WB says it’s seek­ing am­i­ca­ble so­lu­tion to Pak­istan-In­dia wa­ter dis­pute

The Miracle - - Pakistan - Source: dawn.com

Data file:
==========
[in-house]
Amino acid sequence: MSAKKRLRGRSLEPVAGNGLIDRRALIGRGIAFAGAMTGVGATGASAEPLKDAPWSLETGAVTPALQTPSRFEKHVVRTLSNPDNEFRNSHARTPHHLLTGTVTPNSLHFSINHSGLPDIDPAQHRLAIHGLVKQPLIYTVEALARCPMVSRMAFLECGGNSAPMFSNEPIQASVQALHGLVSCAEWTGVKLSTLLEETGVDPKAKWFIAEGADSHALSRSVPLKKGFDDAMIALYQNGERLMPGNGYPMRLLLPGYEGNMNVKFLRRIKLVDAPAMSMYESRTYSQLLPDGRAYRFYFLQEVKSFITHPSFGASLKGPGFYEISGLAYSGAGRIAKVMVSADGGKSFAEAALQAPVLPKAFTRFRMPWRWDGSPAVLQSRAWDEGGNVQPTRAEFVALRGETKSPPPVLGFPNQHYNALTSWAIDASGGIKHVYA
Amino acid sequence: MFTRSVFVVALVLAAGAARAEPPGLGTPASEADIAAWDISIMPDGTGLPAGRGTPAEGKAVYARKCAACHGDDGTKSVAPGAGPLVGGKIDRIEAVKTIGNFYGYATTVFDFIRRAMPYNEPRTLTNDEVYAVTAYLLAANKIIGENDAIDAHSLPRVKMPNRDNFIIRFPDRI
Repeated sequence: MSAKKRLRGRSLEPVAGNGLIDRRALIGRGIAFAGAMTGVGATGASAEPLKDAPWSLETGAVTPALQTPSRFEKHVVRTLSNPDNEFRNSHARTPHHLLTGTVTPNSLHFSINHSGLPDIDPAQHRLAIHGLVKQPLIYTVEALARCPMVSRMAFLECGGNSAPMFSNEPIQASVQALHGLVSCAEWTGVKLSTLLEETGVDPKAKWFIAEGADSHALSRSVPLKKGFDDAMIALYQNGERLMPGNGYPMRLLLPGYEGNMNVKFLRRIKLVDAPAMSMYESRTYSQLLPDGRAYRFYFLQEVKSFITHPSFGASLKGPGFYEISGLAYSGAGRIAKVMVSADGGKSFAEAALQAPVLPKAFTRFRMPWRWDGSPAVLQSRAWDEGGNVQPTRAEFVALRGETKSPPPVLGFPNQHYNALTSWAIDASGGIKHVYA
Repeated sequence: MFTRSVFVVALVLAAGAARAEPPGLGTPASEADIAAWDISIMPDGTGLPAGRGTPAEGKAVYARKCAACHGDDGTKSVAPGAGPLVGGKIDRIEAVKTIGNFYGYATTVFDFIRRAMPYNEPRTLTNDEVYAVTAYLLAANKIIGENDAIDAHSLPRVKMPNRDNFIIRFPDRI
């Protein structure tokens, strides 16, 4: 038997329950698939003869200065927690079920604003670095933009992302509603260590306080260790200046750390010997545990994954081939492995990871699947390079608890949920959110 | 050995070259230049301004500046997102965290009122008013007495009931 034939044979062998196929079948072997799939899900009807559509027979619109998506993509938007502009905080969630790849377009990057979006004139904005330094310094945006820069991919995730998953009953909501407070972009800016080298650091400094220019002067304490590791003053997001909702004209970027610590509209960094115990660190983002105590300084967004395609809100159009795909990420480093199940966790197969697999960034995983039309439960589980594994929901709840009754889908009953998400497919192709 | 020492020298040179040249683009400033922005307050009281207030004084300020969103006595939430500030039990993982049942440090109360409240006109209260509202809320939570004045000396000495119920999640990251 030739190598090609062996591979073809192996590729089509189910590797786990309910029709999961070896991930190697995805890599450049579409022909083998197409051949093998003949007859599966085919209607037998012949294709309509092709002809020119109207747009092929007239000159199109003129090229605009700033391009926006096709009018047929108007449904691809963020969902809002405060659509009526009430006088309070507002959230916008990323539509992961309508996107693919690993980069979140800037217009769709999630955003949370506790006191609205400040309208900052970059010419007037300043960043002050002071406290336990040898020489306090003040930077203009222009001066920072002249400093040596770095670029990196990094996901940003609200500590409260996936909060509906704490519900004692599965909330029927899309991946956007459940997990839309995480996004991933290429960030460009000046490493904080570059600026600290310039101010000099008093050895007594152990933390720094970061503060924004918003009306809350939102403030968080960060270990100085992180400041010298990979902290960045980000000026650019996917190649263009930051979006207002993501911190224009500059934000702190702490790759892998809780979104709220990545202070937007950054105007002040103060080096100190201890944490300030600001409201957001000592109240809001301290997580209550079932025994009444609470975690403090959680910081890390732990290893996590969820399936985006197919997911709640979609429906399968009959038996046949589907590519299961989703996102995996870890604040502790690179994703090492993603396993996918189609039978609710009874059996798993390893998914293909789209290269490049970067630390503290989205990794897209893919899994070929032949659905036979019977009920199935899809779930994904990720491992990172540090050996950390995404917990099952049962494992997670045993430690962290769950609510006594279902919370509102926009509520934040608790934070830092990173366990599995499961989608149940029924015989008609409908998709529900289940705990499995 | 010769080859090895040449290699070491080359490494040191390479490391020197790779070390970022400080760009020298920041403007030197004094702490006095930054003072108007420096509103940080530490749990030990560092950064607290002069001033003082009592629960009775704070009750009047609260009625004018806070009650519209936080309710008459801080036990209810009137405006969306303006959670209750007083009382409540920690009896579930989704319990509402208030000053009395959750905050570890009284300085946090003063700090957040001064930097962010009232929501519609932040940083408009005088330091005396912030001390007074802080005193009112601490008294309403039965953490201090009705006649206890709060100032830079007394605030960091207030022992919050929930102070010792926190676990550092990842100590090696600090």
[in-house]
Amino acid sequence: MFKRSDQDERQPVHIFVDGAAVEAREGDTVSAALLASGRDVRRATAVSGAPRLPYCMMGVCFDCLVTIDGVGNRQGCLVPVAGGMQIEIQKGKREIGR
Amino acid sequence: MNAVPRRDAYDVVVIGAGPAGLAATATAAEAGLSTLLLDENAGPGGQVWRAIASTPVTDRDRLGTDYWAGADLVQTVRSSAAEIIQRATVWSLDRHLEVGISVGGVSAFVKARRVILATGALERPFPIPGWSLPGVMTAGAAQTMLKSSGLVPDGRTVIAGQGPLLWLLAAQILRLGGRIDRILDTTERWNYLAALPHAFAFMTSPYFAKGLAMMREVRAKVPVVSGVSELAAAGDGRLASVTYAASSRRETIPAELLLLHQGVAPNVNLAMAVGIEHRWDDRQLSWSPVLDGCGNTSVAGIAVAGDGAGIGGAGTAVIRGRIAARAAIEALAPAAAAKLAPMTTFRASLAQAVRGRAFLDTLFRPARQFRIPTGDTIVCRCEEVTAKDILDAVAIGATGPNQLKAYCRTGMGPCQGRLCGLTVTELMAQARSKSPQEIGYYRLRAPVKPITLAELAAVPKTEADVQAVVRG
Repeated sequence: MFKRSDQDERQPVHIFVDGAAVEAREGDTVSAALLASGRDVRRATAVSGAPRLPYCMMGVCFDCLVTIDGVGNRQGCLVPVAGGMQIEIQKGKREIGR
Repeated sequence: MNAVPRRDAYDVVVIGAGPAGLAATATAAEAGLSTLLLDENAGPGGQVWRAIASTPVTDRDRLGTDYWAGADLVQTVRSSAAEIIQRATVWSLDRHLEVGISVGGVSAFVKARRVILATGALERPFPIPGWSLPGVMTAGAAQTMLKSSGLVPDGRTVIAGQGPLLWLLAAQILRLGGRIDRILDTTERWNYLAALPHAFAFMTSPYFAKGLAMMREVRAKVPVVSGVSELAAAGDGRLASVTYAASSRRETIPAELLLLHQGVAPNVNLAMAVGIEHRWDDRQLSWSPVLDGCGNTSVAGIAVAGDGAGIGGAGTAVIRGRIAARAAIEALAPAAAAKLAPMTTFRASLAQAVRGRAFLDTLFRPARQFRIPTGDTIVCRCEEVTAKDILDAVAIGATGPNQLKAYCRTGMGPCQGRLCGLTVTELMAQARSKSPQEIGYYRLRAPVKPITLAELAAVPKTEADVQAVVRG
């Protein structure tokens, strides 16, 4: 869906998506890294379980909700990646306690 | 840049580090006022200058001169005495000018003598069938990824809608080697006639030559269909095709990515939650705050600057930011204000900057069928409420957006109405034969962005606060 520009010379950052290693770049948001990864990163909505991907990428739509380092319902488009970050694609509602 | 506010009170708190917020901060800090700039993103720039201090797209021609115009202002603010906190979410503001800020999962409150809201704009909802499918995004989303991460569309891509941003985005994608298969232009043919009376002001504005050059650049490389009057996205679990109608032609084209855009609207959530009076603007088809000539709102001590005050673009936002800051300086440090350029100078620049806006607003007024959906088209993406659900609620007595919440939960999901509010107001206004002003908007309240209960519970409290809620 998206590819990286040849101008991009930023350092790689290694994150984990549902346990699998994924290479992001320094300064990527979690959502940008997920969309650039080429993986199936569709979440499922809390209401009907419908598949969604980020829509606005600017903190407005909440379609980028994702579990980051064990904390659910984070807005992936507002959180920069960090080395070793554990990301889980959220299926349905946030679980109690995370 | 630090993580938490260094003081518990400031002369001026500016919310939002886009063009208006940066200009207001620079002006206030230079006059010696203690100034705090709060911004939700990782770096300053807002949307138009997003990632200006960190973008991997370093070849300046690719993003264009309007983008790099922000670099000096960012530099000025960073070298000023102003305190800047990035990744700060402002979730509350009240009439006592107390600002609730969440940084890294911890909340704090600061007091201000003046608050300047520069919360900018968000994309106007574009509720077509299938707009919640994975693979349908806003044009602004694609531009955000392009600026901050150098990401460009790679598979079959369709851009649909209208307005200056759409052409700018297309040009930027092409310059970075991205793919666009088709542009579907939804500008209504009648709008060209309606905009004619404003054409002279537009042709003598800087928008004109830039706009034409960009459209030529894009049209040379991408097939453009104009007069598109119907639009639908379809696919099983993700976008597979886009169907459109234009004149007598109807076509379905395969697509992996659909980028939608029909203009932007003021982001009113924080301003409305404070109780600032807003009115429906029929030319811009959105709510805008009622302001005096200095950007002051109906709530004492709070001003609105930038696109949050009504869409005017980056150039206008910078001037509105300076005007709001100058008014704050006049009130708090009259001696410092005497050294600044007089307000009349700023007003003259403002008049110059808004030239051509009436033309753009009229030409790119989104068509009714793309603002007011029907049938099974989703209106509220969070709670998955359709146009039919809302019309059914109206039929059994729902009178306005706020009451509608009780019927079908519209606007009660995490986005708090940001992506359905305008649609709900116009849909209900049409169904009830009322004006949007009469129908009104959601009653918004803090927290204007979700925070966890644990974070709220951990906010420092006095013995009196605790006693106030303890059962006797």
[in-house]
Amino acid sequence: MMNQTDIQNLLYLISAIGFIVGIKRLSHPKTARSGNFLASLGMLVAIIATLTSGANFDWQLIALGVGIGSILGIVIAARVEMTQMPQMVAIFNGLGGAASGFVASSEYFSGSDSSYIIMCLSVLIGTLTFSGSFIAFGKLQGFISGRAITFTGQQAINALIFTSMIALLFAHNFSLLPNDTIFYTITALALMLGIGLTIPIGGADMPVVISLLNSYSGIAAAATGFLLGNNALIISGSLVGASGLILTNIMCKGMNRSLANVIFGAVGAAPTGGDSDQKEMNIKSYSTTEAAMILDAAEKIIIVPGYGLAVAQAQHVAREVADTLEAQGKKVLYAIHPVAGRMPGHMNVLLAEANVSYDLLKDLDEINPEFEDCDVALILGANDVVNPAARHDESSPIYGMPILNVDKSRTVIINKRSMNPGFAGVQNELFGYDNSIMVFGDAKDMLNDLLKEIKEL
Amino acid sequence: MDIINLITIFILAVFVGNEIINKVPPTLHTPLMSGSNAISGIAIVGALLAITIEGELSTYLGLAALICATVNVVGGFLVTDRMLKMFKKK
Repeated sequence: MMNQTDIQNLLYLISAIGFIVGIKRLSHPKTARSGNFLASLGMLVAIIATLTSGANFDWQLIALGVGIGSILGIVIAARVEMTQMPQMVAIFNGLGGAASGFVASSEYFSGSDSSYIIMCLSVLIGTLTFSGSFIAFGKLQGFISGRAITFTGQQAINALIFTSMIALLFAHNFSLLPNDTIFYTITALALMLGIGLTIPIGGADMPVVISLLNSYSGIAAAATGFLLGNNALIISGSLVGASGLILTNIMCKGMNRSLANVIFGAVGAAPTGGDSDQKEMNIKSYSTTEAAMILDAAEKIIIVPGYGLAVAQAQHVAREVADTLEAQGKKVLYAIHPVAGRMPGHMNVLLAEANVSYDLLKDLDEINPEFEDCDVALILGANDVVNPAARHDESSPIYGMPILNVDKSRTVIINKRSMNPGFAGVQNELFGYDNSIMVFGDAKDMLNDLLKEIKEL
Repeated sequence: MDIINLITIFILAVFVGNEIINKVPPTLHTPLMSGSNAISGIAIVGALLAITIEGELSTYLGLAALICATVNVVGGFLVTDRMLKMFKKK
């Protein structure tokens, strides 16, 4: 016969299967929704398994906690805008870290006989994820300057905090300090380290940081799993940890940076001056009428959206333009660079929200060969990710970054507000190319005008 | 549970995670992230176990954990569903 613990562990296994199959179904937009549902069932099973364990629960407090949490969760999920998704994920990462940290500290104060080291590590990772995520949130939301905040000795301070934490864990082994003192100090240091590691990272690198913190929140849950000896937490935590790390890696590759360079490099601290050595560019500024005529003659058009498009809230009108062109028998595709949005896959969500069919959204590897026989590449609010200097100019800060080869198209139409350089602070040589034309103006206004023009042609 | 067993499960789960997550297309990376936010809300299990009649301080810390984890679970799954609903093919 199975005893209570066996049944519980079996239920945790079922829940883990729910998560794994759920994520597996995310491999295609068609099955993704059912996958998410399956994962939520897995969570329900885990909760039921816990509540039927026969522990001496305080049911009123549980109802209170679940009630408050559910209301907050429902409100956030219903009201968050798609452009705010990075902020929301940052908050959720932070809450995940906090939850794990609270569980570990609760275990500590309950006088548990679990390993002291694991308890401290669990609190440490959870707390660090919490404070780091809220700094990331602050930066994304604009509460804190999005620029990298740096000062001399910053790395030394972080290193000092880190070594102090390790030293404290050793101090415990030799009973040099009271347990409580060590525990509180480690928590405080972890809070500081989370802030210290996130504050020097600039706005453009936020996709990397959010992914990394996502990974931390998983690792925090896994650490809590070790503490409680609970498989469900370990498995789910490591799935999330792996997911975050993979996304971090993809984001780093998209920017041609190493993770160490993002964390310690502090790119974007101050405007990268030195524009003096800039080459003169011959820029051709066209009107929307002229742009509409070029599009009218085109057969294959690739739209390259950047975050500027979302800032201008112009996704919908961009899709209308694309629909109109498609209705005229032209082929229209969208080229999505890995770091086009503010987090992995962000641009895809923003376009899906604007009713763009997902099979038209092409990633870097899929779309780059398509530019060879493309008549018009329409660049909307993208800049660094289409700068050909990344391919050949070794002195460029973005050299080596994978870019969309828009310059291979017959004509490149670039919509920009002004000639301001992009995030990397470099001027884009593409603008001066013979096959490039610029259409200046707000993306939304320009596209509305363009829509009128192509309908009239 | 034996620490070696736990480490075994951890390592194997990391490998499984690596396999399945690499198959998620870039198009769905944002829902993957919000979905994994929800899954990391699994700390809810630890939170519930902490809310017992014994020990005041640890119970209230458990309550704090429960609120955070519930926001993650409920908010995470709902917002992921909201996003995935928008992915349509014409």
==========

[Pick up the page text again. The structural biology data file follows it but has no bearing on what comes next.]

WASH­ING­TON: The World Bank said on Tues­day that it was hold­ing talks with a Pak­istani del­e­ga­tion to seek an am­i­ca­ble res­o­lu­tion of its wa­ter dis­pute with In­dia. A Pak­istani del­e­ga­tion, headed by At­tor­ney Gen­eral Ashtar Ausaf Ali, ar­rived in Wash­ing­ton on Sun­day, a day after In­dian Prime Min­is­ter Naren­dra Modi in­au­gu­rated a con­tro­ver­sial dam in In­dia-held Kash­mir, which Pak­istan fears will re­duce its share in the wa­ters of the In­dus and its trib­u­taries. The In­dus sys­tem of rivers com­prises three western rivers — the In­dus, Jhelum and Chenab — and three eastern rivers — the Sut­lej, Beas and Ravi. The con­tro­ver­sial Kis­hanganga dam is built on the Neelum river, which is a tributary of the Jhelum river. “Se­nior World Bank of­fi­cials are meet­ing on Mon­day and Tues­day with a Pak­istan del­e­ga­tion at their re­quest to dis­cuss is­sues con­cern­ing the In­dus Wa­ters Treaty,” a World Bank spokesper­son, Elena Kara­ban, told Dawn. The 1960 In­dus Wa­ters Treaty gives Pak­istan ex­clu­sive use of the western rivers, the Jhelum, Chenab and In­dus, while the eastern rivers — Ravi, Beas and Sut­lej — go to In­dia. “The meet­ings are dis­cussing con­cerns raised by the Pak­istan del­e­ga­tion and op­por­tu­ni­ties within the treaty to seek an am­i­ca­ble res­o­lu­tion,” Ms Kara­ban said. The World Bank su­per­vised the talks that led to the treaty, which gives it a key role in set­tling wa­ter dis­putes be­tween In­dia and Pak­istan. But in a re­cently up­dated fact­sheet, the bank says that its role in re­la­tion to “dif­fer­ences” and “dis­putes” is limited to the des­ig­na­tion of peo­ple to ful­fil cer­tain roles when re­quested by either or both of the par­ties. The bank, how­ever, con­sid­ers the treaty a ma­jor achieve­ment, which has suc­cess­fully pre­vented wa­ter wars be­tween South Asia’s two nu­clear-armed na­tions. “The In­dus Wa­ters Treaty is a pro­foundly im­por­tant in­ter­na­tional agree­ment that pro­vides an es­sen­tial co­op­er­a­tive frame­work for In­dia and Pak­istan to ad­dress cur­rent and fu­ture chal­lenges of ef­fec­tive wa­ter man­age­ment to meet hu­man needs and achieve de­vel­op­ment goals,” said Ms Kara­ban while ex­plain­ing why the bank con­sid­ered the treaty one of its ma­jor achieve­ments. Both Pak­istan and In­dia have stayed en­gaged with the World Bank over the last 70 years, seek­ing its as­sis­tance when­ever they had a dis­pute over the in­ter­pre­ta­tion of the treaty.In Au­gust 2016, Pak­istan asked the World Bank to ap­point a court of ar­bi­tra­tion to re­view the de­signs of Kis­hanganga and an­other pro­ject on the Chenab, called Ra­tle. In­dia re­jected the sug­ges­tion, say­ing that Pak­istan’s ob­jec­tions were tech­ni­cal in na­ture and that the mat­ter should be de­cided by a neu­tral ex­pert.

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